More on castro’s mordida in Brazil

What Was Castro Buying In Brazil?
Investor’s Business Daily
Editorial Page
Posted 11/3/2005

Latin America: Brazilians are rightly angry over allegations of illegal campaign donations from Fidel Castro. True or not, they coincide with an alarming weakness in foreign policy that benefits the Cuban dictator.

Was there a connection? We wonder for two reasons. First, Castro in recent years has aggressively sought influence across Latin America on a scale not seen since the 1960s. Second, Brazil has been oddly passive in response.

Fortified by the record-high oil earnings of his Venezuelan ally, Castro’s had a free hand to whip up anti-capitalism and anti-Americanism in a bid to confront the West.

Brazil is no dinky state. Its $794 billion economy is Latin America’s largest and the world’s 11th biggest. Its strong democracy of 186 million people can easily assert regional leadership. But it has looked the other way even when a pariah like Castro threatens its interests.

Among those interests are energy. Brazil’s GDP grew 4.9% last year, will expand 3.3% this year and has averaged 2.9% since 1993. Over the same 12-year period, its energy needs have grown 33%, raising the stakes as resources grow tight.

We’ve already noted how Castro has cranked up pork-barrel spending in Brazil’s neighbor, Bolivia, in the heat of its own presidential campaign. The largess is conditioned on votes for Castro’s favored candidate, Evo Morales, who wants to nationalize Bolivia’s energy.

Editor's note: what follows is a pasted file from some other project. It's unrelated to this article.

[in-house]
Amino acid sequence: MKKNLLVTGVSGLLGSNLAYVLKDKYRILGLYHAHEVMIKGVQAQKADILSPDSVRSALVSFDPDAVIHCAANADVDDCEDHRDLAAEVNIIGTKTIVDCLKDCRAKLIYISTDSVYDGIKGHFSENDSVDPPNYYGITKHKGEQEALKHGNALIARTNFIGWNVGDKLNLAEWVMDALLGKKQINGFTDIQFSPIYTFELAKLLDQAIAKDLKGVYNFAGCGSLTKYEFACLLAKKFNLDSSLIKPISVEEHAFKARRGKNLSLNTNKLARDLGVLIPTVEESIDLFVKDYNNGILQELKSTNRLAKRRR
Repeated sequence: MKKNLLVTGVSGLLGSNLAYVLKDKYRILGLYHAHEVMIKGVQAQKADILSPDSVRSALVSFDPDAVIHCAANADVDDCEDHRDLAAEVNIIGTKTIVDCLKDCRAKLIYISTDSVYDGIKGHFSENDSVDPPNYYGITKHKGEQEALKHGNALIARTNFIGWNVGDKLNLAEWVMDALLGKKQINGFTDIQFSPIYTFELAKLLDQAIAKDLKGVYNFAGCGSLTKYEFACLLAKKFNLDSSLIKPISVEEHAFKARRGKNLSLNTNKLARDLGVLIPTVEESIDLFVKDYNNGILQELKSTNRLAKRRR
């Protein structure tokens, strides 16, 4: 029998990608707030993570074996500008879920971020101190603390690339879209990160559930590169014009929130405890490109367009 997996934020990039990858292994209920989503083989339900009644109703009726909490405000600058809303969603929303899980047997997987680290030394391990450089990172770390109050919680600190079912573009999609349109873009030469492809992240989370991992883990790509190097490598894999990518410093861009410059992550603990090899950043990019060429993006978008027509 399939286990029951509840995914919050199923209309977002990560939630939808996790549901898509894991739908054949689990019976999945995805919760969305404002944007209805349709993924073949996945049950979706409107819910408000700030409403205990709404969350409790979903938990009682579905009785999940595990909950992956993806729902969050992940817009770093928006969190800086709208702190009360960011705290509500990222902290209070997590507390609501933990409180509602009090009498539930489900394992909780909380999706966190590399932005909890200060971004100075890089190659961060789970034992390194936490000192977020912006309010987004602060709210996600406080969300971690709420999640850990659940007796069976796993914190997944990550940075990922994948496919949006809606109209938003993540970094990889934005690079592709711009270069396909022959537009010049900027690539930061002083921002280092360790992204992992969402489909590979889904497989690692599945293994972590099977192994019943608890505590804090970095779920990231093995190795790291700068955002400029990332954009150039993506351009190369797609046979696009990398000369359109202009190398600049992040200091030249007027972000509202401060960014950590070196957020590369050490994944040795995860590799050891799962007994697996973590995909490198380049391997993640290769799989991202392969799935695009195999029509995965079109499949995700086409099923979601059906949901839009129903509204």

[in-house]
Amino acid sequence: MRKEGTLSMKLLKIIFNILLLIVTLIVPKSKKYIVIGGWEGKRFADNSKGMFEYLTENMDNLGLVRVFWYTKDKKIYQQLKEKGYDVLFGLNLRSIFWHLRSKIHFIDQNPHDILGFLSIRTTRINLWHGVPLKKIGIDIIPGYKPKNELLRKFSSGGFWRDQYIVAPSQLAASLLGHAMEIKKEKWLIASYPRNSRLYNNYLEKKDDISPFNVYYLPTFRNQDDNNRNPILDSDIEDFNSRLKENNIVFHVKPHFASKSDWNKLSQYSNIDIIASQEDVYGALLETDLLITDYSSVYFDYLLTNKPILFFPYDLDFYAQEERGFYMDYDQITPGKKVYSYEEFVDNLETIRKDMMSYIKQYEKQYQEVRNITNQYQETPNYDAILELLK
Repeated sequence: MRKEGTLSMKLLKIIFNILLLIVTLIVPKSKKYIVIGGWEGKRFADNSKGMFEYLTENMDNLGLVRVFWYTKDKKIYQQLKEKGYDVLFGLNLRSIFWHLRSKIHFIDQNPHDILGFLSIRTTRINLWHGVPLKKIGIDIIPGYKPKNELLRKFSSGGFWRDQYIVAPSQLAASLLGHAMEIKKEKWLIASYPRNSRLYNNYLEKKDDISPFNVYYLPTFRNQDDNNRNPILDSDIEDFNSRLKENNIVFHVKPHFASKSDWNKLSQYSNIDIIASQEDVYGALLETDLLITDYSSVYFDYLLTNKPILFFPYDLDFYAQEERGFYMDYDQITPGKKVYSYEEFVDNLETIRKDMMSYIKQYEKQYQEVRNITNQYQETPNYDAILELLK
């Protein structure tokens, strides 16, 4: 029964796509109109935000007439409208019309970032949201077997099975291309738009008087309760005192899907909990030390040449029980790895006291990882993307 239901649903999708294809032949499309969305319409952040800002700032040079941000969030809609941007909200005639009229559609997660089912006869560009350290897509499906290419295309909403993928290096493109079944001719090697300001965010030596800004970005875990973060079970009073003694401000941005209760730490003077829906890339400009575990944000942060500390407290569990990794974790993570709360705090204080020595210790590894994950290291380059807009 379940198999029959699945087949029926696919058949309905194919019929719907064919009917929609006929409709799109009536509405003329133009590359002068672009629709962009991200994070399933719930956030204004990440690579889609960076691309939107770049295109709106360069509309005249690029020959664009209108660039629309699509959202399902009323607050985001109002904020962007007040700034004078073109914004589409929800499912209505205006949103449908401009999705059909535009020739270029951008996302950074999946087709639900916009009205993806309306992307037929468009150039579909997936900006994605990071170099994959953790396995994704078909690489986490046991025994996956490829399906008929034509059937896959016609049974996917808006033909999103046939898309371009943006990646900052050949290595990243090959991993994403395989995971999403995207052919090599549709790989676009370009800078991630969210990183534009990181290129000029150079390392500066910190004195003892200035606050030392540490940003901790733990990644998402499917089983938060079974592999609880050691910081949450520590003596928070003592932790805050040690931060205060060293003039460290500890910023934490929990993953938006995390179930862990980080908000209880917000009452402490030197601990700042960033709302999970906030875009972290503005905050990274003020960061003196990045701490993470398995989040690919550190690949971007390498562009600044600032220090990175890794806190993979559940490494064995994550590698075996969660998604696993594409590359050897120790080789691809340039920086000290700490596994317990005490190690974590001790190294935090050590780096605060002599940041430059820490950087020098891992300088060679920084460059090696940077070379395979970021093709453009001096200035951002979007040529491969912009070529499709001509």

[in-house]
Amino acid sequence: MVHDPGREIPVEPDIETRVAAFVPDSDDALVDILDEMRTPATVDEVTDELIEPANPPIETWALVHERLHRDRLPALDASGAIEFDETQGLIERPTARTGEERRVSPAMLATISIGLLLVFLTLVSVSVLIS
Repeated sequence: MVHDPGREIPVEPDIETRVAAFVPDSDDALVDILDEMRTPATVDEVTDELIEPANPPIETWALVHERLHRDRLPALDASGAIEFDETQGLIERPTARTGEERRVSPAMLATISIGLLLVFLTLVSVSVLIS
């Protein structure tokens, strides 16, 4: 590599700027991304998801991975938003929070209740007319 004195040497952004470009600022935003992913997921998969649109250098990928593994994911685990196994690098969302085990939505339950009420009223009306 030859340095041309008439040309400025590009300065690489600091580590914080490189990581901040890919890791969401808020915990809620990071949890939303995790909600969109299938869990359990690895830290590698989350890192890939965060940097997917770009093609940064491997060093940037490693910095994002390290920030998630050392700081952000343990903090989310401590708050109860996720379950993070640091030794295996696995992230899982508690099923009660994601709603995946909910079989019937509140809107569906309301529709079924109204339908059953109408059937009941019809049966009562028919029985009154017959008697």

If Morales wins, the biggest victim of his expropriations will be Brazil’s state oil firm, Petrobras, which supplies a major part of Brazil’s economic powerhouse, the Sao Paulo region, with natural gas. Petrobras’ investment is so large it makes up 20% of Bolivia’s economy.

Petrobras already has been a target there. Last May, a car bomb blew up at its headquarters in Santa Cruz, and leftist groups aligned with Castro have said their aim is to expel Petrobras from Bolivia.

Petrobras also was one of four foreign oil companies targeted in Ecuador last summer by organized pipeline-smashing leftists believed to be aligned with Castro and Venezuelan President Hugo Chavez. Again, Brazil said nothing.

And Brazil certainly hasn’t challenged Castro’s ally, Chavez, who’s treated Petrobras as harshly as 30 other multinationals. This year Chavez bullied Petrobras out of the 1997 service contract it paid for and forced it to join a minority “partnership” with the state oil firm on unknown terms, giving up its right to international arbitration.

With its interests threatened, Brazil should have the diplomatic muscle to force Castro and his allies to back off. But for some reason, it’s held back, choosing silence when what’s required is leadership.

Such reticence is even more disturbing considering that Brazil hasn’t been afraid to speak up about neighboring states that have tried to defend themselves from Castro’s meddling.

In September, Paraguay endured Brazil’s wrath for its talks with the U.S. to establish a 400-troop presence, possibly to help with security, given the explosive situation in bordering Bolivia.

Instead of supporting Paraguay, Brazil said there was “no need” for such security and demanded that Paraguay disclose all its security plans with the U.S., something Castro would also like to know.

Did Castro’s campaign contributions, reported in Veja news magazine and said to total $3 million, end up compromising the foreign policy of President Luiz Inacio Lula da Silva’s administration?